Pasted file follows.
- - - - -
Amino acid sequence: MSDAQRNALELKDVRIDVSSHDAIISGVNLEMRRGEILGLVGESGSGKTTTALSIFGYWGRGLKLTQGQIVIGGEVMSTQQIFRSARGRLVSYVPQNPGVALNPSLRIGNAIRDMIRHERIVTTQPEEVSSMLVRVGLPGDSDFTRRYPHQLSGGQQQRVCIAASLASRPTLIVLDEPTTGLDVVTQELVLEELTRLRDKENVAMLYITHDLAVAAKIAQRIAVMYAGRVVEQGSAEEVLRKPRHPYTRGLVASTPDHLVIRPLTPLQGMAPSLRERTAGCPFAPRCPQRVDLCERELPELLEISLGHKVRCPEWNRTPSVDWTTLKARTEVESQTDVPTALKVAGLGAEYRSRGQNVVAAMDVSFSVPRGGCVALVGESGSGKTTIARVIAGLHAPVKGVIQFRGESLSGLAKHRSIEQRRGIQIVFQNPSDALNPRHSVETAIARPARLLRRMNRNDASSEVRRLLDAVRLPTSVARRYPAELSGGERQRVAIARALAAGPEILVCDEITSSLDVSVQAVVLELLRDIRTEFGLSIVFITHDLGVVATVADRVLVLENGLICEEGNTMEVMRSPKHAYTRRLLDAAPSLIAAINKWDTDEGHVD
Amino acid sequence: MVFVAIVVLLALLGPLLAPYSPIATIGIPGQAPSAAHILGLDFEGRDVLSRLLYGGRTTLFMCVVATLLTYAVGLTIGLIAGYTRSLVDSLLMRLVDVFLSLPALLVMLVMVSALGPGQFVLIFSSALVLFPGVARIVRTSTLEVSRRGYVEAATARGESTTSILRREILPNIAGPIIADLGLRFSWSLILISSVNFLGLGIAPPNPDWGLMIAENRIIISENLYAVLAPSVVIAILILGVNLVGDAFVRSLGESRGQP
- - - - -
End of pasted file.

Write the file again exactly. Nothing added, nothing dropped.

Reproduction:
Amino acid sequence: MSDAQRNALELKDVRIDVSSHDAIISGVNLEMRRGEILGLVGESGSGKTTTALSIFGYWGRGLKLTQGQIVIGGEVMSTQQIFRSARGRLVSYVPQNPGVALNPSLRIGNAIRDMIRHERIVTTQPEEVSSMLVRVGLPGDSDFTRRYPHQLSGGQQQRVCIAASLASRPTLIVLDEPTTGLDVVTQELVLEELTRLRDKENVAMLYITHDLAVAAKIAQRIAVMYAGRVVEQGSAEEVLRKPRHPYTRGLVASTPDHLVIRPLTPLQGMAPSLRERTAGCPFAPRCPQRVDLCERELPELLEISLGHKVRCPEWNRTPSVDWTTLKARTEVESQTDVPTALKVAGLGAEYRSRGQNVVAAMDVSFSVPRGGCVALVGESGSGKTTIARVIAGLHAPVKGVIQFRGESLSGLAKHRSIEQRRGIQIVFQNPSDALNPRHSVETAIARPARLLRRMNRNDASSEVRRLLDAVRLPTSVARRYPAELSGGERQRVAIARALAAGPEILVCDEITSSLDVSVQAVVLELLRDIRTEFGLSIVFITHDLGVVATVADRVLVLENGLICEEGNTMEVMRSPKHAYTRRLLDAAPSLIAAINKWDTDEGHVD
Amino acid sequence: MVFVAIVVLLALLGPLLAPYSPIATIGIPGQAPSAAHILGLDFEGRDVLSRLLYGGRTTLFMCVVATLLTYAVGLTIGLIAGYTRSLVDSLLMRLVDVFLSLPALLVMLVMVSALGPGQFVLIFSSALVLFPGVARIVRTSTLEVSRRGYVEAATARGESTTSILRREILPNIAGPIIADLGLRFSWSLILISSVNFLGLGIAPPNPDWGLMIAENRIIISENLYAVLAPSVVIAILILGVNLVGDAFVRSLGESRGQP